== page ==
Thursday, August 26, 2010

Radish Romance

The Radish-  one of the fastest growing root vegetables your garden is likely ever to meet. Ready to serve at your dinner table in less than a month, the radish is also very popular for use in children’s gardens as something that promises results very quickly.

Radish Seedlings/ by flickr user katerha
Did you know that radishes are related to both the horseradish and turnip? Yes they are, and they have a bit of a hot, peppery taste and crunch to remind you of this fact.
Radishes work well in salads, as colorful garnishes, sliced thin and serve on your sandwich to add a bit of “kick”, or of course eaten “fresh from the garden”.
~How to grow~
Radishes can be grown in any average soil, but do their best in a rich, well draining soil. Sow your radish seeds in a weed free prepared area. Planting to a depth of 1/2 inch. Once the seeds start sprouting thin them to a spacing of 2 inches apart. After 2 weeks you can start another crop of seeds going, to keep a constant supply though the season. Keep them watered well. You should be able to harvest your crop within 25-28 days. If you do not have a garden area radishes can also be grown in containers.
One thing you should know about growing radishes is that during the hot summer months/mid summer the radishes can have a tendency to bolt and become a bit bitter/hotter in taste. If your radishes have a bit hotter flavor than you’d like simply slice them and add them to salty water to soak for about 30 minutes. The salt and the water help to draw out the heat from the radish.

Radishes come in a variety of fun colors/photo by flickr user clayirving
~Storing after harvest~
Simply remove the green tops off of the radishes and store in your refrigerator  in an airtight container for up to 3 weeks. Green tops can be stored for up to 3 days.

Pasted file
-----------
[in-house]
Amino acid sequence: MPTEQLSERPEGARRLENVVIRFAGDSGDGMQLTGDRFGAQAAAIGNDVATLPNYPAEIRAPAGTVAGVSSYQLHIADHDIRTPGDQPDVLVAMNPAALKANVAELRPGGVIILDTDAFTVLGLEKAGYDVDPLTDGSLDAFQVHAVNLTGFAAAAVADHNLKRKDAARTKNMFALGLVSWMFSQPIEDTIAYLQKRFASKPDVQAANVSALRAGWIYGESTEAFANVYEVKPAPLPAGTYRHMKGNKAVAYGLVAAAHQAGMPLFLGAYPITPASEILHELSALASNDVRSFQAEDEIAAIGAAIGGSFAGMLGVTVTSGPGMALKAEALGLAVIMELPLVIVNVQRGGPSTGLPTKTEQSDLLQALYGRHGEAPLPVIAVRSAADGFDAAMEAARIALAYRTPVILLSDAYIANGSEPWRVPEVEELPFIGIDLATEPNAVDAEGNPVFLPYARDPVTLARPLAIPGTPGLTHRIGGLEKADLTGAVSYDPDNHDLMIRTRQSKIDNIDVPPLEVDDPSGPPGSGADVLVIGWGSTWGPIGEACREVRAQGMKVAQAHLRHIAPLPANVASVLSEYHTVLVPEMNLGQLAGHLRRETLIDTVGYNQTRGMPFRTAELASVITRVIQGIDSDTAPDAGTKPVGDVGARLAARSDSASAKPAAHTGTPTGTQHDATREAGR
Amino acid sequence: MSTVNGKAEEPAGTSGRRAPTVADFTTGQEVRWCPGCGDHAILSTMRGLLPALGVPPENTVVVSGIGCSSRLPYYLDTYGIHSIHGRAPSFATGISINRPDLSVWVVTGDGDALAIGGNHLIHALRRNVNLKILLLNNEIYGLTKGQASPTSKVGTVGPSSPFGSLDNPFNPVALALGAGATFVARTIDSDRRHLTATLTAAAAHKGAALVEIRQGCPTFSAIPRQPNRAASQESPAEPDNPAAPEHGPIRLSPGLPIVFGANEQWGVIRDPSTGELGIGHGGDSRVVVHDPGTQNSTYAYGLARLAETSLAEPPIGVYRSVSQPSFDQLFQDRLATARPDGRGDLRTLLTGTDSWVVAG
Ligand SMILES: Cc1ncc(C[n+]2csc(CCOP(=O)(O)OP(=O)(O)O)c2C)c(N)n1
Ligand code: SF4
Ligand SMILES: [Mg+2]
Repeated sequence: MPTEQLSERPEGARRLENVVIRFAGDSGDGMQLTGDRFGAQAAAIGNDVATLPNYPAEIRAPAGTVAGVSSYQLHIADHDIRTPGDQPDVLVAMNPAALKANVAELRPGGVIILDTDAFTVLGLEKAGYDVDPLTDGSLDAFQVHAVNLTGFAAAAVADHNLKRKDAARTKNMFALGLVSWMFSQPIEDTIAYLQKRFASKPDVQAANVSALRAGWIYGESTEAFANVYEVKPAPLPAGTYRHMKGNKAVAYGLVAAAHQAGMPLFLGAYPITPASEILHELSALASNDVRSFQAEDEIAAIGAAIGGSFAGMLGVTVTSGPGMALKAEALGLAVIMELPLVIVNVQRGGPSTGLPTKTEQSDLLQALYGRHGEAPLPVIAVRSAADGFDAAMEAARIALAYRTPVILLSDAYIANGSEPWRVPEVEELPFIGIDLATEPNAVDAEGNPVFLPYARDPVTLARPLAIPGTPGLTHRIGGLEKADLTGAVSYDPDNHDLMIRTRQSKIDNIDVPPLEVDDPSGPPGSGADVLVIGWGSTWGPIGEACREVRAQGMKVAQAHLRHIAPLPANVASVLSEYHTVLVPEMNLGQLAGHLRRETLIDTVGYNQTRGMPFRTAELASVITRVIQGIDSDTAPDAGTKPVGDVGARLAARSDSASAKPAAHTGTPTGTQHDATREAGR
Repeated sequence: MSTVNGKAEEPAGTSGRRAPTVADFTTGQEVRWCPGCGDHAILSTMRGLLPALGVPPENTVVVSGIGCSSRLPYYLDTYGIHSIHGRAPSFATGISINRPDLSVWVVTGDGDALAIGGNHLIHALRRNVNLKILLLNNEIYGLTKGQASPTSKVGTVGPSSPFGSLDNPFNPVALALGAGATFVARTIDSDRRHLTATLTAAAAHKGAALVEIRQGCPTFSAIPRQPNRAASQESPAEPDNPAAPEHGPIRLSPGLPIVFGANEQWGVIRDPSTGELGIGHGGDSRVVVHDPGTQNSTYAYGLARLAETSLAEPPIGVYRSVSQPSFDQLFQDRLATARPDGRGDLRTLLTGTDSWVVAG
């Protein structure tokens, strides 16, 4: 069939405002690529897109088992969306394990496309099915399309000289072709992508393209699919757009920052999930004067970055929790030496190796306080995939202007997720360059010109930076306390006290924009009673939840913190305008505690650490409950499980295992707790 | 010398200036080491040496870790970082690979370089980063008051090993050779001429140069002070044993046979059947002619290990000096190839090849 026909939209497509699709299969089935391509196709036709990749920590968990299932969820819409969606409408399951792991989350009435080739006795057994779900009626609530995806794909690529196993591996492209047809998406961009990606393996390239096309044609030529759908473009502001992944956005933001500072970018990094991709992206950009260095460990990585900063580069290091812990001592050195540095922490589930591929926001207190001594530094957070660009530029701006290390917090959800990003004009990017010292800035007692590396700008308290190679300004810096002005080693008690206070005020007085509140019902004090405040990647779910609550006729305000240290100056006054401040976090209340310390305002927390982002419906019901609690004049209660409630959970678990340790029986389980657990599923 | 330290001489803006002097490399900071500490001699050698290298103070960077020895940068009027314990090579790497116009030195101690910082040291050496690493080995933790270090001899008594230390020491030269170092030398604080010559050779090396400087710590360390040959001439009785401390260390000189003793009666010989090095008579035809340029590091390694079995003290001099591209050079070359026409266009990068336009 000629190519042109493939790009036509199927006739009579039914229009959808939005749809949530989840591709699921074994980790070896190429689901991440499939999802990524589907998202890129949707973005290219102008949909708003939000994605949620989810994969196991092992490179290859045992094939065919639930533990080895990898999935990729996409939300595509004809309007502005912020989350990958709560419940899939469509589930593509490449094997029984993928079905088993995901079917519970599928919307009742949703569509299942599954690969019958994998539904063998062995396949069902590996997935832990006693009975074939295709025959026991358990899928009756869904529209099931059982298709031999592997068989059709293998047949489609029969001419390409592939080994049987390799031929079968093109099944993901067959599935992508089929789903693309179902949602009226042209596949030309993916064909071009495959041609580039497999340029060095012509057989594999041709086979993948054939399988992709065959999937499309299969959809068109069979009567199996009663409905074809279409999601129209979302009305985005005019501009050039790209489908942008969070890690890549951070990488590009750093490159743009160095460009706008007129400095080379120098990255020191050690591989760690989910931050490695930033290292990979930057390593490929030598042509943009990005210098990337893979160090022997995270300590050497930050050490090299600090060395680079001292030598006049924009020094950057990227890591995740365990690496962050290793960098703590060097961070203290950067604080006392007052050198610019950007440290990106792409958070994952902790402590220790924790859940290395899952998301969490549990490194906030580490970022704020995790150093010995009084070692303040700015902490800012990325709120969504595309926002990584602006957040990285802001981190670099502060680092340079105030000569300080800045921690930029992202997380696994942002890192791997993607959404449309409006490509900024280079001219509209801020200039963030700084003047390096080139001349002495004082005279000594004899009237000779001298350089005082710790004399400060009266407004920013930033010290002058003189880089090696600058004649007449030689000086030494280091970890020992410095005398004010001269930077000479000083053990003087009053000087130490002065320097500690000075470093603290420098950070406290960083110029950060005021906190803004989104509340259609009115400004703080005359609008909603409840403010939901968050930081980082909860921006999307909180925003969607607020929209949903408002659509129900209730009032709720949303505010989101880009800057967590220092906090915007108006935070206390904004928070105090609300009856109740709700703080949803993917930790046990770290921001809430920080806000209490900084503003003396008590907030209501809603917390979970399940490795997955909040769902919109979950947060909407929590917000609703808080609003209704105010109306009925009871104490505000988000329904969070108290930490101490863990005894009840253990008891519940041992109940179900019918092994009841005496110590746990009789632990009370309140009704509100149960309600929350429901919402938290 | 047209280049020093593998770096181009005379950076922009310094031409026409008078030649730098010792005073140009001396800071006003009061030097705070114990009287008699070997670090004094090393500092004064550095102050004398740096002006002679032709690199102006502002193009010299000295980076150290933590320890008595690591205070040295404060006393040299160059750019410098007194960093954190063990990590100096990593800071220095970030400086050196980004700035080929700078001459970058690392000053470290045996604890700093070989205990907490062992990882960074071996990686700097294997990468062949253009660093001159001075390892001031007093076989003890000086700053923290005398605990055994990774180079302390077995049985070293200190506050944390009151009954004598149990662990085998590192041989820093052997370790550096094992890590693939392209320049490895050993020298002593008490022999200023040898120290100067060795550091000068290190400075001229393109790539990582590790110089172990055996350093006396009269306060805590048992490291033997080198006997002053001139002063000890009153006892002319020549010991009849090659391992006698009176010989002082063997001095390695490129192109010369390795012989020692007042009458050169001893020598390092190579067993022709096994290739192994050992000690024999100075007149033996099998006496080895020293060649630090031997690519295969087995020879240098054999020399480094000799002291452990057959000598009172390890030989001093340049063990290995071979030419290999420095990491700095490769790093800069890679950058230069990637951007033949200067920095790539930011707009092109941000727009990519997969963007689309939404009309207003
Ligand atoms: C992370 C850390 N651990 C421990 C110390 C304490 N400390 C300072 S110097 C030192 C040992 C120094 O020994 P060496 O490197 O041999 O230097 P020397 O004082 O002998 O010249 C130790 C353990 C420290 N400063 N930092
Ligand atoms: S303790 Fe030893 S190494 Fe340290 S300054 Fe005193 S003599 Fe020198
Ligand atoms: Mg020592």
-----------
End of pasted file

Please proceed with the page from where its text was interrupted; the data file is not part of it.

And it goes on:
~Another..Did you know?~
Did you know that the green tops of radishes can be eaten? Use them in salads or added to sandwiches or cook as you would spinach. Highly nutritious and good for you 1/2 cup of fresh radishes is only 12 calories!
Have fun growing radishes. They are a fun variety for children to try in their own little garden area and can be grown year round.
(content property of Small Town Living/Tina Wilson)

Radish on FoodistaRadish

Monday, August 2, 2010

Deer Proofing with Plants

Deer Proofing Your Garden…With Plants

July 23, 2010
By Small Town Living
What?! ?? What do you mean? I can actually deer proof my know the garden that has nice vegetable plants and flowers in it that Bambi and all of his kin like to munch on… simply by planting more plants??
Deer photo by flickr user: Noel Zia Lee
Yes, you can…really. But the key is in knowing exactly what types of plants deer do no like and will not eat.
These varieties will keep the deer away from the “good stuff” and will (we hope) have them looking for other ground to munch from.
The key is making sure that you plant a lush border around your vegetable garden starting with the tallest plants and then tapering them down to the low growing specimens that deter deer. In other words …you want to build a living fence… A living deer deterrent. Sure Bambi and his kin are cute, but when you work hard on tilling the ground and planting a garden, having Bambi dine on what is intended to be your dinner just isn’t very fun at all.
Delphinium by flickr user: MShades
Below is a list of flowers and plants that deer do not find very appetizing.
You’ll find varieties like nasturtiums which have a peppery taste, mints, and a few herbs like thyme,oregano, and lemon balm that deer do not find appealing.